Economic Recovery Falls to Thrifty Consumers


Inquiring minds are reading the AP story showing that the recovery is coming down to a Catch-22 scenario between employment and spending:

American shoppers are being careful about how much they
spend, and that’s making businesses cautious about hiring.

For the economic recovery to gain strength – and the unemployment rate to come
down in any meaningful way – consumers will need to become less frugal. But a
flurry of data released Tuesday suggests families are reluctant to increase
their spending, even as they buy more stuff, including cars and consumer
staples like razors and shampoo.

“Once the unemployment rate starts coming down in a significant way, consumers
will feel more confident and start spending. But businesses are reluctant to
step up hiring until they see stronger demand,” said Chris G. Christopher,
senior economist at IHS Global Insight. “It’s a Catch-22 situation.”

Unemployment stands at 9.5 percent. The government’s next jobs report comes out
Friday.

Here is the rest of the article:

Economic Recovery Falls to Thrifty Consumers

By Martin Crutsinger

…General Motors and Chrysler on Tuesday posted higher U.S. sales for July, a
sign that Americans are still willing to buy big-ticket items. And Procter &
Gamble, maker of Tide laundry soap and Pampers diapers, said its revenue grew 5
percent in the latest quarter.

But other industry and government data were more downbeat.

Factory orders dropped in June for the second consecutive month after nine
straight months of gains, the Commerce Department said. And the number of
buyers who signed contracts to purchase homes fell in June to the lowest level
on records dating back to 2001, according to the National Association of
Realtors.

One telling detail about consumers’ habits these days came from the Commerce
Dept.’s personal income and spending report for June: the annualized savings
rate stood at 6.4 percent, the highest level in nearly a year – and triple the
rate in 2007, before the recession.

The savings rate hasn’t dipped below 5 percent since October 2008.

Even the way people are paying for things shows a change in attitude about
money. Consumers shied away from accumulating new debt during the second
quarter, according to the latest reports from MasterCard Inc., and Visa Inc.

Overall card use rose 14 percent. But the growth came almost entirely from
debit cards, which rose to $465 billion, from $408 billion a year ago. Credit
card use edged up less than a percent to $345 billion from $342 billion last
year.

Analysts believe consumers have now rebuilt savings and will be open to
spending more in the coming months.

“We think most of the required increases in savings have already happened and
that further increases in incomes will translate into consumer spending,” said
Peter Newland, an economist at Barclays Capital.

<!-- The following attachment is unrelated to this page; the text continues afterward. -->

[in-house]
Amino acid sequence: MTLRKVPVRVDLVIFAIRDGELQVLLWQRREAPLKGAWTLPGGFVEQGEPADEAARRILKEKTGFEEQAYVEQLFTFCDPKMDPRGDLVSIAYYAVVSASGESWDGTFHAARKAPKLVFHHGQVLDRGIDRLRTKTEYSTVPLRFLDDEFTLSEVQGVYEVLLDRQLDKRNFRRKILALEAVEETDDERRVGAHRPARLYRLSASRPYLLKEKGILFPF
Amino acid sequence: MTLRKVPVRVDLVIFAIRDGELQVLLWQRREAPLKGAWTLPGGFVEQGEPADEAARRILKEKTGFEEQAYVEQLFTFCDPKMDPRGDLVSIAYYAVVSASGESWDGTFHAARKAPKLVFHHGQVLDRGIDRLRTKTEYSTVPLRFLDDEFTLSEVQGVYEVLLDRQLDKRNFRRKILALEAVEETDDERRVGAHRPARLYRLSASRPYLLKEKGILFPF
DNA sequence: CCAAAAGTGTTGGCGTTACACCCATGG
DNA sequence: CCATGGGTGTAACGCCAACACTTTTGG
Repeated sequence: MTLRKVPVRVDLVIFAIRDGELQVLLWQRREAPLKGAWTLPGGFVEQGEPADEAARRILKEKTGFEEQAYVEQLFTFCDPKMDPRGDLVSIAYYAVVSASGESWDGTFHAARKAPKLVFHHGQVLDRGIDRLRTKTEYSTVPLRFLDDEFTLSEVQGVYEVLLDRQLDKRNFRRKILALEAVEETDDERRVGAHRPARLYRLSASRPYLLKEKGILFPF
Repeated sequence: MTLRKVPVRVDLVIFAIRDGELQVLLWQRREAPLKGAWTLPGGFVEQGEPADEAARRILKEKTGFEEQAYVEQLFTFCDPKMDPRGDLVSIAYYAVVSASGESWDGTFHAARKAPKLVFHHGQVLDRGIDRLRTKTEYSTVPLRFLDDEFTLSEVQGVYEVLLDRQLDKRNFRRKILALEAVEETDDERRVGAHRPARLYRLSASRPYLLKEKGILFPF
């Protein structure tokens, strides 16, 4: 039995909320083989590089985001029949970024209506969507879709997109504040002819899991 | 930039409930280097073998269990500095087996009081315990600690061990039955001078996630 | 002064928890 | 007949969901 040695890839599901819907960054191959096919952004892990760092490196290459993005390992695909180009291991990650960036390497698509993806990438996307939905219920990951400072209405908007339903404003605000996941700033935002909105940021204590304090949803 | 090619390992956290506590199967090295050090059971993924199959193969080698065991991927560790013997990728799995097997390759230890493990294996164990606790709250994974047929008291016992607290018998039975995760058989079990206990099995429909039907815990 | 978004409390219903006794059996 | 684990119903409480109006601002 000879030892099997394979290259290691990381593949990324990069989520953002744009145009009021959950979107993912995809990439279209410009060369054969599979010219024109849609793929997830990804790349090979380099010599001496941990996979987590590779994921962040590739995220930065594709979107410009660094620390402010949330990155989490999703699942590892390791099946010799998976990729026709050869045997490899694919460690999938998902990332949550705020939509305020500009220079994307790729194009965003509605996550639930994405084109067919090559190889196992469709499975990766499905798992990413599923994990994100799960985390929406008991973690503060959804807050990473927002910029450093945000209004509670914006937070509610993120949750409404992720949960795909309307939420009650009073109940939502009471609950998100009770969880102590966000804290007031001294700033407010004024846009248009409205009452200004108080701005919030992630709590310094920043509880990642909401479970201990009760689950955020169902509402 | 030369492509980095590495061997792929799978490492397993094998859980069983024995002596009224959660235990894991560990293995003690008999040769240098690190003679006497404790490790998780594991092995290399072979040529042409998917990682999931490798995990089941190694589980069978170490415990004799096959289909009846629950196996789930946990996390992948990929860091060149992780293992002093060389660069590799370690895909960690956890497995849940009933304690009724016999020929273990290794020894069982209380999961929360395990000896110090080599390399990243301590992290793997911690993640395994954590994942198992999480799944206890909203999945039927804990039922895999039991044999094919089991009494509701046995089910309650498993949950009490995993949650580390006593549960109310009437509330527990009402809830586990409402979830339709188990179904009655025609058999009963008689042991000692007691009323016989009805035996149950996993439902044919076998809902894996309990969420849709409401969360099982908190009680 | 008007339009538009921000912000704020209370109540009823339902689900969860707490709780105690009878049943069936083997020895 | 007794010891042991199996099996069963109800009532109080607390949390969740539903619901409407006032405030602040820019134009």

Consumer spending is important because it accounts for 70 percent of total
economic activity.

Last week, the government said economic growth for the second quarter slowed to
2.4 percent. Many analysts believe it will dip further in the second half of
the year because of high unemployment, shaky consumer confidence and weakness
in home prices in many major metropolitan areas.

While personal income growth was flat in June, it rose in April and May. But
households chose to save the extra money rather than spend it.

Longer term, that may not be such a bad thing, economists said, because the
savings help households get control of their bills and make purchases they can
afford.

“It is of some comfort that households now appear to have something of a
cushion that can be used to pay down debt or support spending,” said Paul
Dales, U.S. economist at Capital Economics.

Make no mistake, Americans are spending money. But they want value for their
purchases or a good deal. If they don’t get either, many are passing on name
brands and living with generic goods.

The automakers that posted higher U.S. sales in July did so through summer
promotions and easier credit plans.

P&G executives said they’ve noticed shoppers shift to cheaper brands. In
response, the company has cut its prices, offered discounts and created lower-
priced versions of some brands to hold onto customers. This explains why net
income for the quarter was down to $2.2 billion from nearly $2.5 billion a year
prior.

“The economic recovery in the United States will be uneven,” Bob McDonald,
president, CEO and chairman, told investors. “I think we are seeing that
already. We don’t expect a double-dip recession … but we have got to keep
innovating and keep growing.”

Saving more and budgeting for purchases may be good for families. But it
worries retailers, who employs 14.4 million Americans, or about 11 percent of
total employment.

Retailers stepped up hiring earlier this year after a solid winter holiday
shopping season, then cut jobs in May and June as consumer spending slowed.

Craig Johnson, president of retail consulting firm Customer Growth Partners,
says stores would prefer Americans saved in the 3 to 4 percent range. But he
expects shoppers to keep squirreling money away at the higher rate even through
the Christmas holiday season.

“This is a real sign that people are very cautious about spending,” he said.

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